How much does an independent financial adviser charge for pension advice?

When seeking financial advice, it is important to understand the fees that will be charged before you go ahead to make sure you are getting good value for your money.

Many things can affect the cost of pension advice such as the type of pension scheme you have, the size of your pension pot, what you are looking to do with your pension and how your adviser calculates their fee.

The average cost of pension advice in the UK at retirement is around £3,0001. Typically, this money comes straight out of your pension so there is no extra money for you to find. It’s a good idea to get pension advice throughout your life and not just at retirement because the longer your pension is running with improved performance, the larger your pot when you come to retire.

Why should I use a financial adviser?

Statistics show that people who take pension advice gain, on average, £30,991 more pension wealth2. This is because a financial adviser can improve the performance of your pension, leaving you with more money at retirement.

With a regulated financial adviser by your side, you will also have the security and peace of mind of knowing that your finances are in safe hands. And with your future security being their top priority, you know that any advice you receive is in your best interest.

If you were to go straight to your pension provider or use a non-advised service to transfer your pension or release funds for example, you would not receive any support to make sure you are doing the right thing for you.

What am I paying for when I get financial advice?

A regulated financial adviser can:

  • Check your pension and let you know your current pension value

  • Search the market for a better pension deal with lower charges

  • Improve the performance of your pension further by managing your investments to aim for a higher return rate

  • Assess your current and future finances to let you know what options are best for you

  • Help you release funds in the right way to avoid the common pitfalls and mistakes of doing it alone

Typically, a financial adviser will charge a one-off fee for their initial advice and any actions you ask them to take for you, such as transferring your pension to a better scheme. There will also be an ongoing management fee. This fee will cover the ongoing work your financial adviser is doing to make sure that your pension is always working as it should be and your investments always fit the level of risk you are willing to take.

Can I get free financial advice?

A lot of financial advisers will offer the first consultation for free to allow you to decide if they are a good fit for you before you commit to anything. The downside is that once you have started the process, you are committed to paying even if their advice is to do nothing.

Here at Portafina we do things a little different and will complete the initial investigation into your pension for free. In many cases, we can continue to provide full advice with no obligation should you need it.

This means you can be fully informed about the current position of your pension, how to improve its performance and what options are best for you, all with nothing to pay. It is only if you decide to follow our advice and ask us to take care of everything for you that a fee will be due. And this will be fully explained to you before you make your decision.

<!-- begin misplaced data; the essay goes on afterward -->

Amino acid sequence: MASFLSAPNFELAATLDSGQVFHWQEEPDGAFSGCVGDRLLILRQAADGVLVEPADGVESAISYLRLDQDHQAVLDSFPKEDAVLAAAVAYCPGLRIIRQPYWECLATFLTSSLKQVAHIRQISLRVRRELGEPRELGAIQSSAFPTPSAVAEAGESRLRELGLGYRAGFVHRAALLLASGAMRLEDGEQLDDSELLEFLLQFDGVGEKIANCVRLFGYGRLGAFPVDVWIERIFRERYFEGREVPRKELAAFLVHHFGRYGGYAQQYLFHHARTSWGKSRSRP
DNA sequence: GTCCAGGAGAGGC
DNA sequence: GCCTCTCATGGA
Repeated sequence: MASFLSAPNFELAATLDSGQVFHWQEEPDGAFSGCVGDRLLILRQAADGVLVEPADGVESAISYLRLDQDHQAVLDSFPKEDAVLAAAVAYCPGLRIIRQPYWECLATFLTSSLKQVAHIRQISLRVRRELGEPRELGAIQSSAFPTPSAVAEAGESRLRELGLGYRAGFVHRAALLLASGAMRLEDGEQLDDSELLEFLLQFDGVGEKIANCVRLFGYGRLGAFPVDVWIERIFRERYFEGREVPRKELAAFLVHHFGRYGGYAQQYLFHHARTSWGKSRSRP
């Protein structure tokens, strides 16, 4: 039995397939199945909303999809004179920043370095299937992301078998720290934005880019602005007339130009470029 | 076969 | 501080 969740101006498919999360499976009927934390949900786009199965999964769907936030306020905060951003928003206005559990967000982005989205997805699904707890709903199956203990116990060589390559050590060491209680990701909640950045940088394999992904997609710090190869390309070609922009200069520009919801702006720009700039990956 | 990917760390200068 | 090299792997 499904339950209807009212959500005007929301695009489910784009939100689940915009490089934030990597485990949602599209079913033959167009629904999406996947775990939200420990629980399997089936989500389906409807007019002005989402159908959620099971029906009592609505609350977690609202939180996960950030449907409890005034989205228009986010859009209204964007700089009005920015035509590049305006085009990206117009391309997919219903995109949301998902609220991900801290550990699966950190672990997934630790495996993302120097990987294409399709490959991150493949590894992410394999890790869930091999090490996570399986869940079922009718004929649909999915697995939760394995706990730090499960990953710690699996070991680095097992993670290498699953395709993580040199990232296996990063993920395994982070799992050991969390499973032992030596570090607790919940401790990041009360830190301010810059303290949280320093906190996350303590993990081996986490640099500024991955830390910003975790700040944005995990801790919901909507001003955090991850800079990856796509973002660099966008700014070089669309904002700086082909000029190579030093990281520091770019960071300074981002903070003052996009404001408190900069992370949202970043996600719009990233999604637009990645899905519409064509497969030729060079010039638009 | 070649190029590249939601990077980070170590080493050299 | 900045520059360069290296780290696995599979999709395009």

If you have a defined benefit scheme, then in some cases you may not qualify for full advice with no obligation. The adviser will let you know any fees that may be due before you start the process, so you still have the choice to walk away with nothing to pay.

How is the price of financial advice calculated?

There are a number of different things that influence the cost of receiving financial advice. These include:

The value of your pension

It is very common for advisers to calculate their fee as a percentage of the amount to be invested, or the value of your pension. This is because by using a financial adviser you are seeking protection for your savings. And the larger your pot, the more the potential liability is for the adviser.

The type of pension you have

Some pensions are more complex than others and take more time for an adviser to analyse and investigate. Therefore, to provide the best possible advice they will need to spend longer checking your pension.

How the service is delivered

When you think financial adviser you are likely to think of personal home and office visits. A service delivered in this way can result in higher costs. More recently, companies such as Portafina are opting to offer their service online and over the phone from one central location. This can help to reduce the cost while still giving you the opportunity for personal interaction with your adviser.

1www.which.co.uk/news/2018/08/revealed-the-cost-of-taking-professional-financial-advice/   

2What it’s worth, published by ILC UK (November 2019)

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The details provided in this article are for general information only and are in no way deemed to be financial advice. All of the material is correct as of the publication date, but could be out-of-date by the time you read the article.